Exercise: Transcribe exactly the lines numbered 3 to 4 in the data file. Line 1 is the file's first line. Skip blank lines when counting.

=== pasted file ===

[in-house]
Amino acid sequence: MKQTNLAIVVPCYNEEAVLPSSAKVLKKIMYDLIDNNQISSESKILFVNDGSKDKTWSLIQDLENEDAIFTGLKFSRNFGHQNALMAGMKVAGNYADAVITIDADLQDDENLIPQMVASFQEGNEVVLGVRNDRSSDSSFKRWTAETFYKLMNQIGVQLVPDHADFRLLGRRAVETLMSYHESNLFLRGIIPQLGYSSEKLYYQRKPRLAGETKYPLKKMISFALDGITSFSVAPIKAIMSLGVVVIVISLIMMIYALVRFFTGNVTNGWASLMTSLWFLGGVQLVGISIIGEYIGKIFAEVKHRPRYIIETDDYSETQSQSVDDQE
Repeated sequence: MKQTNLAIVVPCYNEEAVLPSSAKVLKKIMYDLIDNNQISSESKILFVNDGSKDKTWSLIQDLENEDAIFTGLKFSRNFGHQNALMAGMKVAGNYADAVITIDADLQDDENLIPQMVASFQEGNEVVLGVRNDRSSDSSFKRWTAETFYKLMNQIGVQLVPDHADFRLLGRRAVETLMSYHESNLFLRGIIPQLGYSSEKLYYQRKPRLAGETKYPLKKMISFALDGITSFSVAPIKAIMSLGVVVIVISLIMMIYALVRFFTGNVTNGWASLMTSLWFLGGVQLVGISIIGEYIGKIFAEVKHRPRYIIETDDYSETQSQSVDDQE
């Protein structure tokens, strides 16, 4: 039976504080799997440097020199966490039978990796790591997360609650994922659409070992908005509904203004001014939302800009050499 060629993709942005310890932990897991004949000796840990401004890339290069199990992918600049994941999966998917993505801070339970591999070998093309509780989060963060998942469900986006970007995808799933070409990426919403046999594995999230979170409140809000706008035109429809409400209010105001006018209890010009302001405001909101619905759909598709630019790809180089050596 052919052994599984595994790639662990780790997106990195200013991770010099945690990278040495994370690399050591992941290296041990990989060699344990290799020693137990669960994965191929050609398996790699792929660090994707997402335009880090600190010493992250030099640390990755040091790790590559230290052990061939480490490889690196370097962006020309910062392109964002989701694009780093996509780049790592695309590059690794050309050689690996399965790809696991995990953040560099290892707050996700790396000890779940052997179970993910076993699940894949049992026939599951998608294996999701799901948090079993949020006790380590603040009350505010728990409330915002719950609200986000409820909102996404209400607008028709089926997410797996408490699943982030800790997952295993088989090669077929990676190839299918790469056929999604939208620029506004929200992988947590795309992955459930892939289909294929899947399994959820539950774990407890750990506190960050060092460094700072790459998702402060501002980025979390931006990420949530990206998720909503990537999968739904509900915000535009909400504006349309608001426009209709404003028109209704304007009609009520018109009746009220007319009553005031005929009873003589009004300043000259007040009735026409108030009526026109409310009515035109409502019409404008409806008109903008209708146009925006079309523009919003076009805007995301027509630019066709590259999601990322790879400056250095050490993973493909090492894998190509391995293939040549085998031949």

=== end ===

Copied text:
Repeated sequence: MKQTNLAIVVPCYNEEAVLPSSAKVLKKIMYDLIDNNQISSESKILFVNDGSKDKTWSLIQDLENEDAIFTGLKFSRNFGHQNALMAGMKVAGNYADAVITIDADLQDDENLIPQMVASFQEGNEVVLGVRNDRSSDSSFKRWTAETFYKLMNQIGVQLVPDHADFRLLGRRAVETLMSYHESNLFLRGIIPQLGYSSEKLYYQRKPRLAGETKYPLKKMISFALDGITSFSVAPIKAIMSLGVVVIVISLIMMIYALVRFFTGNVTNGWASLMTSLWFLGGVQLVGISIIGEYIGKIFAEVKHRPRYIIETDDYSETQSQSVDDQE
């Protein structure tokens, strides 16, 4: 039976504080799997440097020199966490039978990796790591997360609650994922659409070992908005509904203004001014939302800009050499 060629993709942005310890932990897991004949000796840990401004890339290069199990992918600049994941999966998917993505801070339970591999070998093309509780989060963060998942469900986006970007995808799933070409990426919403046999594995999230979170409140809000706008035109429809409400209010105001006018209890010009302001405001909101619905759909598709630019790809180089050596 052919052994599984595994790639662990780790997106990195200013991770010099945690990278040495994370690399050591992941290296041990990989060699344990290799020693137990669960994965191929050609398996790699792929660090994707997402335009880090600190010493992250030099640390990755040091790790590559230290052990061939480490490889690196370097962006020309910062392109964002989701694009780093996509780049790592695309590059690794050309050689690996399965790809696991995990953040560099290892707050996700790396000890779940052997179970993910076993699940894949049992026939599951998608294996999701799901948090079993949020006790380590603040009350505010728990409330915002719950609200986000409820909102996404209400607008028709089926997410797996408490699943982030800790997952295993088989090669077929990676190839299918790469056929999604939208620029506004929200992988947590795309992955459930892939289909294929899947399994959820539950774990407890750990506190960050060092460094700072790459998702402060501002980025979390931006990420949530990206998720909503990537999968739904509900915000535009909400504006349309608001426009209709404003028109209704304007009609009520018109009746009220007319009553005031005929009873003589009004300043000259007040009735026409108030009526026109409310009515035109409502019409404008409806008109903008209708146009925006079309523009919003076009805007995301027509630019066709590259999601990322790879400056250095050490993973493909090492894998190509391995293939040549085998031949």